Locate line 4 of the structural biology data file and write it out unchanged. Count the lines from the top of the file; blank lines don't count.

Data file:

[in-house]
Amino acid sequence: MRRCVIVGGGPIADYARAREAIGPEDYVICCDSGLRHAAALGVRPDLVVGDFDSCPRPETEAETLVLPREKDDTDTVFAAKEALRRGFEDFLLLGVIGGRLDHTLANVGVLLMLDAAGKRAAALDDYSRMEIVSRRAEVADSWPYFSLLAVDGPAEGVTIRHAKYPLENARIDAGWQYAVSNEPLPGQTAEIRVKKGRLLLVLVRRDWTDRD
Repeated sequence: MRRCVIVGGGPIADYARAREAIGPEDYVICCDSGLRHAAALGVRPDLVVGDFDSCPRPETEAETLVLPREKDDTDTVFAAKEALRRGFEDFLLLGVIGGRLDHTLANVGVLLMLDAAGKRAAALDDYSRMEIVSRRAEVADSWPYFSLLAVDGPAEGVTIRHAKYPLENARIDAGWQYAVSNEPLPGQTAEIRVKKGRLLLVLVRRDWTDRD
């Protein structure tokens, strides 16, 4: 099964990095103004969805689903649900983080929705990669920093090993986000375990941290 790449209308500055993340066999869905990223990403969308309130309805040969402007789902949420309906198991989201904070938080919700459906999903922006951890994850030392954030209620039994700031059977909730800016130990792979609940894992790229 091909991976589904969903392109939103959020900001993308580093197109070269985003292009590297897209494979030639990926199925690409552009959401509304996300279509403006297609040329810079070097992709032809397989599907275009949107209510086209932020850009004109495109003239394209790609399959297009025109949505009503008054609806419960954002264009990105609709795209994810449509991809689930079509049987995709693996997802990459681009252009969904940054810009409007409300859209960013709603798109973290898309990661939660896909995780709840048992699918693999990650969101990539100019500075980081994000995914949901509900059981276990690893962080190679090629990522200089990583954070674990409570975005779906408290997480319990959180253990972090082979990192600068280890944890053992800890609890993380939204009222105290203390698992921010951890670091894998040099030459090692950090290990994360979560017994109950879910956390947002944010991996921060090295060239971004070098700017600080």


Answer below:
């Protein structure tokens, strides 16, 4: 099964990095103004969805689903649900983080929705990669920093090993986000375990941290 790449209308500055993340066999869905990223990403969308309130309805040969402007789902949420309906198991989201904070938080919700459906999903922006951890994850030392954030209620039994700031059977909730800016130990792979609940894992790229 091909991976589904969903392109939103959020900001993308580093197109070269985003292009590297897209494979030639990926199925690409552009959401509304996300279509403006297609040329810079070097992709032809397989599907275009949107209510086209932020850009004109495109003239394209790609399959297009025109949505009503008054609806419960954002264009990105609709795209994810449509991809689930079509049987995709693996997802990459681009252009969904940054810009409007409300859209960013709603798109973290898309990661939660896909995780709840048992699918693999990650969101990539100019500075980081994000995914949901509900059981276990690893962080190679090629990522200089990583954070674990409570975005779906408290997480319990959180253990972090082979990192600068280890944890053992800890609890993380939204009222105290203390698992921010951890670091894998040099030459090692950090290990994360979560017994109950879910956390947002944010991996921060090295060239971004070098700017600080």